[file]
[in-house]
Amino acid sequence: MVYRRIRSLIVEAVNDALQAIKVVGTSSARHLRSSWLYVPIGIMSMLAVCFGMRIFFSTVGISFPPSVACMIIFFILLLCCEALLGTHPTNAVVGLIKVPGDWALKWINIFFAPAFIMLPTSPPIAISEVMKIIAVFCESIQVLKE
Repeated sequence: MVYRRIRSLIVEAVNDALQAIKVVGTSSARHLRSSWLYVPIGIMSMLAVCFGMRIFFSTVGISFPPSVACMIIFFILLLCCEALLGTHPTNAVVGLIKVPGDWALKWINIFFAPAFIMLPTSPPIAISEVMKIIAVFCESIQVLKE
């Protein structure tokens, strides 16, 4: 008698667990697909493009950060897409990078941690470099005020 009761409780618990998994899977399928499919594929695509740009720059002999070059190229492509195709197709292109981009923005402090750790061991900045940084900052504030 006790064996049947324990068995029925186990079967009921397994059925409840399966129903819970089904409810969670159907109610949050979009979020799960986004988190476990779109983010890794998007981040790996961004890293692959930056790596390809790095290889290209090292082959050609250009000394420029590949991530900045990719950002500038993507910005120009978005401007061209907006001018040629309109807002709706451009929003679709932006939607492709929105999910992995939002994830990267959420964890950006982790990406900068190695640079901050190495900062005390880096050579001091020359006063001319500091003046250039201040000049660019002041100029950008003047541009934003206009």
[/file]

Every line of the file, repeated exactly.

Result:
[in-house]
Amino acid sequence: MVYRRIRSLIVEAVNDALQAIKVVGTSSARHLRSSWLYVPIGIMSMLAVCFGMRIFFSTVGISFPPSVACMIIFFILLLCCEALLGTHPTNAVVGLIKVPGDWALKWINIFFAPAFIMLPTSPPIAISEVMKIIAVFCESIQVLKE
Repeated sequence: MVYRRIRSLIVEAVNDALQAIKVVGTSSARHLRSSWLYVPIGIMSMLAVCFGMRIFFSTVGISFPPSVACMIIFFILLLCCEALLGTHPTNAVVGLIKVPGDWALKWINIFFAPAFIMLPTSPPIAISEVMKIIAVFCESIQVLKE
């Protein structure tokens, strides 16, 4: 008698667990697909493009950060897409990078941690470099005020 009761409780618990998994899977399928499919594929695509740009720059002999070059190229492509195709197709292109981009923005402090750790061991900045940084900052504030 006790064996049947324990068995029925186990079967009921397994059925409840399966129903819970089904409810969670159907109610949050979009979020799960986004988190476990779109983010890794998007981040790996961004890293692959930056790596390809790095290889290209090292082959050609250009000394420029590949991530900045990719950002500038993507910005120009978005401007061209907006001018040629309109807002709706451009929003679709932006939607492709929105999910992995939002994830990267959420964890950006982790990406900068190695640079901050190495900062005390880096050579001091020359006063001319500091003046250039201040000049660019002041100029950008003047541009934003206009």